The Indies on canvas

Crawford School of Public Policy | Arndt-Corden Department of Economics | Indonesia Project

Event details

Indonesia Study Group

Date & time

Wednesday 31 July 2013
12.30pm–2.00pm

Venue

Seminar Room B (Arndt Room), Coombs Building, Fellows Road, ANU

Speaker

Jean Gelman Taylor, University of New South Wales

Contacts

Indonesia Project
+61 2 6125 5954

Across 300 years Dutch artists illustrated Indonesian peoples and places in pencil and in paint. Theirs is a record of deepening engagement in Indonesian societies as kin and conqueror. Seascapes were followed by port and market scenes wherever Dutch East Indies Company officials did business. The first Asian arts they encountered were Chinese, Japanese and Islamic arts. Batavia’s art market was operating by 1627, just eight years after the founding of the Company’s headquarters, and already Chinese paintings were being offered for sale, suggesting the development of new tastes and aesthetic sensibilities.

From the mid-19th century the camera complements the painted record. The moving picture offers novel perspectives on colonial society from1912. Individuals from multi-ethnic private households and palaces were artists, apprentices, viewers and purchasers.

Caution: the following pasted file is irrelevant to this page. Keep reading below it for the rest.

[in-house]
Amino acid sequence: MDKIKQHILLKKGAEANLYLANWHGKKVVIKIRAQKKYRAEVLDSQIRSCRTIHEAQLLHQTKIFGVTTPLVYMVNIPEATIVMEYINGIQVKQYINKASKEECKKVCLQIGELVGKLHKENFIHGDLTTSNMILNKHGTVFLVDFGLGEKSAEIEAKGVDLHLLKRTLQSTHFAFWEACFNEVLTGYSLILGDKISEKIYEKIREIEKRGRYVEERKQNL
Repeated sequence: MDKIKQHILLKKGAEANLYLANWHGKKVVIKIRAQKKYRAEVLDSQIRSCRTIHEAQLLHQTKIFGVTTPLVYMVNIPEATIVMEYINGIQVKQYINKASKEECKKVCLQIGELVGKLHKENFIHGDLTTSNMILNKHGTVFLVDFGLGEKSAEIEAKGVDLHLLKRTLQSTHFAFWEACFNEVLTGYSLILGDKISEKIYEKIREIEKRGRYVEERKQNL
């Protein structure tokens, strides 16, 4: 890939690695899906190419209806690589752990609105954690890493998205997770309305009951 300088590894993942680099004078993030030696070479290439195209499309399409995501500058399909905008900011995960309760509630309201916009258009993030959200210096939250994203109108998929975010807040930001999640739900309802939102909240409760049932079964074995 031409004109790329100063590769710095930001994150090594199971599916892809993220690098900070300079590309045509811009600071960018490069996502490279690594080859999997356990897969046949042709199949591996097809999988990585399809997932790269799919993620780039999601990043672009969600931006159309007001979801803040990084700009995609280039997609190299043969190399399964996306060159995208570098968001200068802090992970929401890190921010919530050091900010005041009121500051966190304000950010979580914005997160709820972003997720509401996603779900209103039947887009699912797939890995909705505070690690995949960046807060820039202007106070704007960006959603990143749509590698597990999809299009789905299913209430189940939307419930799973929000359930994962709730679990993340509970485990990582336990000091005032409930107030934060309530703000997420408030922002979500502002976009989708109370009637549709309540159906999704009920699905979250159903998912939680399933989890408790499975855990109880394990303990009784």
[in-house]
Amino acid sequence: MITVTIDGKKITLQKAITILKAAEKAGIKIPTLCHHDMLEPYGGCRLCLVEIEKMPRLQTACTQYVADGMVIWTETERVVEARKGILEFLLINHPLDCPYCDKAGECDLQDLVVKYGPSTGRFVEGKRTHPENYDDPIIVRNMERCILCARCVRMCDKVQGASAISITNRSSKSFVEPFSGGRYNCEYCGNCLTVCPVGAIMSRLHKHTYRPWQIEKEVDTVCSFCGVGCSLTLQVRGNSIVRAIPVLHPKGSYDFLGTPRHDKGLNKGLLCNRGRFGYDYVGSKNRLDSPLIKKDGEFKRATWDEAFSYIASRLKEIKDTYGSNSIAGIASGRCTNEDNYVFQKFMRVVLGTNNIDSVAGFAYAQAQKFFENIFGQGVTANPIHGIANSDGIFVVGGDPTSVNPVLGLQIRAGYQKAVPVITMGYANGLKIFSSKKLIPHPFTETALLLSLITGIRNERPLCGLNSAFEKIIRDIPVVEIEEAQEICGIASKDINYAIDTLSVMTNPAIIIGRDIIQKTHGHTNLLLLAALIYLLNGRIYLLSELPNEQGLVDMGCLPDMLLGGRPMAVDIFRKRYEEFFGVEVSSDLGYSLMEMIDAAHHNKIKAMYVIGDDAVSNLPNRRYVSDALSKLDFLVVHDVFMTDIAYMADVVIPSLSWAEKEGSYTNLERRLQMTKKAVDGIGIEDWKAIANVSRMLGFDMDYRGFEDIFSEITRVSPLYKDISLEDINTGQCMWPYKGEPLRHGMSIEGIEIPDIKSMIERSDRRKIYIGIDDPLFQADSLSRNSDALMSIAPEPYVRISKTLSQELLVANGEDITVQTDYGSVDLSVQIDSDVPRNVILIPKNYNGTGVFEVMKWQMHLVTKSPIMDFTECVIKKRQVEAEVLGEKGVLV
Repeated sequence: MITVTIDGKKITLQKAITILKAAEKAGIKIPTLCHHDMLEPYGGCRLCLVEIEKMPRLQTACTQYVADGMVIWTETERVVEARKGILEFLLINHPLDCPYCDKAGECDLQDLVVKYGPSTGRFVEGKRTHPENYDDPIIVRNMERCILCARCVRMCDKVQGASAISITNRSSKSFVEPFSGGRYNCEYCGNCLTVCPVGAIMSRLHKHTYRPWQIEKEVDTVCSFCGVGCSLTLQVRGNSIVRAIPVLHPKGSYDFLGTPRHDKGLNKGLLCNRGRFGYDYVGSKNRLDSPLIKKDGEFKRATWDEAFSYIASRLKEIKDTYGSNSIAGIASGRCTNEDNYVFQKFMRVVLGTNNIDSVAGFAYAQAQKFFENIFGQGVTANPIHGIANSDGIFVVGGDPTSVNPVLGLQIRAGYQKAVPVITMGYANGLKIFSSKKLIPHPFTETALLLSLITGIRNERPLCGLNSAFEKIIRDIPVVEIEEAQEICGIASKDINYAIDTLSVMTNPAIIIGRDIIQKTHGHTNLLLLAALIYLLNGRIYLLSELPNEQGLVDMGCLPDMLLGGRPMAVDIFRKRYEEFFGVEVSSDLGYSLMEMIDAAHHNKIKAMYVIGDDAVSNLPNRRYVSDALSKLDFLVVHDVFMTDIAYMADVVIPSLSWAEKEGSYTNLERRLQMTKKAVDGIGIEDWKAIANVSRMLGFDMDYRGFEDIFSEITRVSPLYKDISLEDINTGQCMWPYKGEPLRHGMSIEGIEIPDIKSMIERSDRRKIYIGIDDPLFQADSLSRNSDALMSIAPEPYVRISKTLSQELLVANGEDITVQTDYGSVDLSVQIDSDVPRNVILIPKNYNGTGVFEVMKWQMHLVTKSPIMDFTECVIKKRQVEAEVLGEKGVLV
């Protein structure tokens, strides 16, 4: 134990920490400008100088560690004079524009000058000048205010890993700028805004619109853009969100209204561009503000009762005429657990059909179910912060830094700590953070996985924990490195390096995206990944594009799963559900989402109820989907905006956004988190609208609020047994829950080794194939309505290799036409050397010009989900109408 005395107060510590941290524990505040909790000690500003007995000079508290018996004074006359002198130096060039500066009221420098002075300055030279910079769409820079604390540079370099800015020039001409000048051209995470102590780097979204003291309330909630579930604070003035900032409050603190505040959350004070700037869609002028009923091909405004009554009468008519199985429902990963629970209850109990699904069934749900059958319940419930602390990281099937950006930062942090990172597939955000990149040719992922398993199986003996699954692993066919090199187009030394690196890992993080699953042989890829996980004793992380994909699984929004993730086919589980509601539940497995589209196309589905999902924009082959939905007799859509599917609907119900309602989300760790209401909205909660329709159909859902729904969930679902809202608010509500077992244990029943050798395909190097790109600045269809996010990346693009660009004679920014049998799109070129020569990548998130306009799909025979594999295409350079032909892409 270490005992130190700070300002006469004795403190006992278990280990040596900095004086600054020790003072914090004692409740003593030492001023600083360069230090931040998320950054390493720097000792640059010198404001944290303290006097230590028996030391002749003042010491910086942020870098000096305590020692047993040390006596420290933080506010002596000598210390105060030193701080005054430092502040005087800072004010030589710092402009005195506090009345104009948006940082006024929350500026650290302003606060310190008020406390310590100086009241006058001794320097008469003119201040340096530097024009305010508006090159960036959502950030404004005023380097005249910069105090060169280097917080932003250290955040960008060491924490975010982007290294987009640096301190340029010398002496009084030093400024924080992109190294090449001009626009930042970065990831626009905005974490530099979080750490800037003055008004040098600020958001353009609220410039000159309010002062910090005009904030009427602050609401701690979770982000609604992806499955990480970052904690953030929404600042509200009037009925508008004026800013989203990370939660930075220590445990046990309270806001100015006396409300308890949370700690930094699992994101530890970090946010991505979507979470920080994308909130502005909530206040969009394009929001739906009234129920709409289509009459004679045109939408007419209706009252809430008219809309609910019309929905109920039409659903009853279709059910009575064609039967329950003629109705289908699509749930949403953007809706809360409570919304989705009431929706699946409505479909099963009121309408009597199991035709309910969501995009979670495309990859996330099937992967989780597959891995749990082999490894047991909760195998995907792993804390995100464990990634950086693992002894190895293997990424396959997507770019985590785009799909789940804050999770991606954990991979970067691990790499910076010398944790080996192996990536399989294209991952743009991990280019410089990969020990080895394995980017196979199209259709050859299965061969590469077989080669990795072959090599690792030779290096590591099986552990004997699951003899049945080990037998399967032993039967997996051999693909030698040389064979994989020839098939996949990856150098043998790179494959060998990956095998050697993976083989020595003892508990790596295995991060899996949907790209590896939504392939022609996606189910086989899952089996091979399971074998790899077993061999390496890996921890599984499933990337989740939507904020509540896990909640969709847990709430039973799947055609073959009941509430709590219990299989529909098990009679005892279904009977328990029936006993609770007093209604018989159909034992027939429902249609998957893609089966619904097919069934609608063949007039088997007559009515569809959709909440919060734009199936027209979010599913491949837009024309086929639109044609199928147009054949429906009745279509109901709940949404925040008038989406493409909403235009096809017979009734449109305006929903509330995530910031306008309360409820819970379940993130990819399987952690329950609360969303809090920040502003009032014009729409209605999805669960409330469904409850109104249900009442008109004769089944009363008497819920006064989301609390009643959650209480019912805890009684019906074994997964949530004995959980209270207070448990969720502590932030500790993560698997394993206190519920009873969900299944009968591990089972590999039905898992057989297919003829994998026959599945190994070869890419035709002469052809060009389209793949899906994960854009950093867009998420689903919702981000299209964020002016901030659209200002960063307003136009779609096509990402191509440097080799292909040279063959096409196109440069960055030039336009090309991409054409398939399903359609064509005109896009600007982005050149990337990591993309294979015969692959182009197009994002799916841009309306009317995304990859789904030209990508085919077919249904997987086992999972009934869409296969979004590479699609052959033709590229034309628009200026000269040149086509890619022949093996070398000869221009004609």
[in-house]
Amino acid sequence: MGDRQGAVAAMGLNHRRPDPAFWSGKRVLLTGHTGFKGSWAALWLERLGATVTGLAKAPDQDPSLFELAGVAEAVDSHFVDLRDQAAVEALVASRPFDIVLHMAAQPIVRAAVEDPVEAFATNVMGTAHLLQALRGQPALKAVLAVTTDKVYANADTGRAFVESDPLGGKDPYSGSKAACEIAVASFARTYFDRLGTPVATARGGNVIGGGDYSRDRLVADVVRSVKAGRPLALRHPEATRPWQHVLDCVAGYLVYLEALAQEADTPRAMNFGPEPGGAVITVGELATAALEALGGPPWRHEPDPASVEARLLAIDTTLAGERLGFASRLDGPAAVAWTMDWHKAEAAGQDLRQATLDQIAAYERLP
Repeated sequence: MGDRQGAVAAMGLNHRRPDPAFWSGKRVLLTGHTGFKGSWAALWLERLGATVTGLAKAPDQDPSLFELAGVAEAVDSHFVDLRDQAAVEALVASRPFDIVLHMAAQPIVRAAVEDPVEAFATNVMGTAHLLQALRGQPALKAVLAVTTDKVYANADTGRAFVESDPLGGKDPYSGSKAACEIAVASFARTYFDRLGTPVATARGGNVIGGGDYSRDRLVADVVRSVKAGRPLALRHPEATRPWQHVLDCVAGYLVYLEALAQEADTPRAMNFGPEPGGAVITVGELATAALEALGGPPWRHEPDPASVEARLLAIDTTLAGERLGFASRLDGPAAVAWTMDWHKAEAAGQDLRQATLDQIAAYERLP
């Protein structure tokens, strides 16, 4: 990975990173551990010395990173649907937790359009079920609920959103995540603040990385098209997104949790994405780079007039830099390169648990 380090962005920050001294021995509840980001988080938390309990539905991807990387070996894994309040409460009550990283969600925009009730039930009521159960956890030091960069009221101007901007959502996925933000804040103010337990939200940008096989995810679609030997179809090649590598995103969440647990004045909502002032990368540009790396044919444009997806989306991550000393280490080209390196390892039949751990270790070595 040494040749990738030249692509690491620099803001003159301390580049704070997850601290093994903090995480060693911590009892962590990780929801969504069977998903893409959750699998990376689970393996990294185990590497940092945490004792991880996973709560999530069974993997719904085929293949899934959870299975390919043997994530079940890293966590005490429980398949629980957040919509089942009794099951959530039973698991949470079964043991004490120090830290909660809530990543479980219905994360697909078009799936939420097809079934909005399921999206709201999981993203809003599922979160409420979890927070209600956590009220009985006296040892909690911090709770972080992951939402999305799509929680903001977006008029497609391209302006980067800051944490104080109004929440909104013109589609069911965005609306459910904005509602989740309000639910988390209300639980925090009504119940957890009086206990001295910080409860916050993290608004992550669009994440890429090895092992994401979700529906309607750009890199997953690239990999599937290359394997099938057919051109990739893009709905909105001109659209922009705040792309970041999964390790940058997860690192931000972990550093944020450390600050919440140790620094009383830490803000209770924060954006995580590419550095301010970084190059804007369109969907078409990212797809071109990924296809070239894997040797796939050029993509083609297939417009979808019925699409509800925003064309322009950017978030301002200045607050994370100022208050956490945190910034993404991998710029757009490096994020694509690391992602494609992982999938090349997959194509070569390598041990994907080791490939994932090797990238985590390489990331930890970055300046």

We see progressions from painted and photographed ‘representative types’ to named individuals. Indies contributors to these visual genres were Dutch, Indonesian and Chinese. Nineteenth century Dutch and Javanese painters turned nature into landscape. Dutch and Chinese photographers recorded the destruction of forests for commercial agriculture. Dutch and Javanese artists imagined history in paint; photographers captured contemporary society. We see Indonesian wage earners taking up jobs in office, factory and clinic. We see new lifestyles, and the development of colonial civil society in the photographs of Masonic, benevolent, musical, sports and political associations. Family photographs document the ambiguities of colonial life. Indonesian family albums record the emergence of a modern consciousness of self. The images shown during the presentation will also suggest the problems in using visual records for history.

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